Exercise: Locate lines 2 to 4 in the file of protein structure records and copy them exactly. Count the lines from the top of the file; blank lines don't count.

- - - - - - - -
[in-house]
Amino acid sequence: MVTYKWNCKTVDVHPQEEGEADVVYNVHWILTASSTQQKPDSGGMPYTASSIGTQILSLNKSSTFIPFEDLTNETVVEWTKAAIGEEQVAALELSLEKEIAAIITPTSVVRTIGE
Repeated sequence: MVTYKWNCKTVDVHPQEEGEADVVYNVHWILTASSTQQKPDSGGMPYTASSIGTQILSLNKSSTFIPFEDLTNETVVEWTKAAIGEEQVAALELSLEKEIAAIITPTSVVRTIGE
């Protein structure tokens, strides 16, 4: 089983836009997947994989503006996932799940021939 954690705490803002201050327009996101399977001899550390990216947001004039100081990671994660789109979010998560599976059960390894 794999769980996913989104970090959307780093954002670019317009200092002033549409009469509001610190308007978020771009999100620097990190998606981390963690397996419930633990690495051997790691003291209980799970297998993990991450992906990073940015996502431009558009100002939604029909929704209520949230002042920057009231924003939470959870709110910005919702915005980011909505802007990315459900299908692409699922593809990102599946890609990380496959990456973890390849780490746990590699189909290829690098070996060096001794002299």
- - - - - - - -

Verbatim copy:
Amino acid sequence: MVTYKWNCKTVDVHPQEEGEADVVYNVHWILTASSTQQKPDSGGMPYTASSIGTQILSLNKSSTFIPFEDLTNETVVEWTKAAIGEEQVAALELSLEKEIAAIITPTSVVRTIGE
Repeated sequence: MVTYKWNCKTVDVHPQEEGEADVVYNVHWILTASSTQQKPDSGGMPYTASSIGTQILSLNKSSTFIPFEDLTNETVVEWTKAAIGEEQVAALELSLEKEIAAIITPTSVVRTIGE
């Protein structure tokens, strides 16, 4: 089983836009997947994989503006996932799940021939 954690705490803002201050327009996101399977001899550390990216947001004039100081990671994660789109979010998560599976059960390894 794999769980996913989104970090959307780093954002670019317009200092002033549409009469509001610190308007978020771009999100620097990190998606981390963690397996419930633990690495051997790691003291209980799970297998993990991450992906990073940015996502431009558009100002939604029909929704209520949230002042920057009231924003939470959870709110910005919702915005980011909505802007990315459900299908692409699922593809990102599946890609990380496959990456973890390849780490746990590699189909290829690098070996060096001794002299």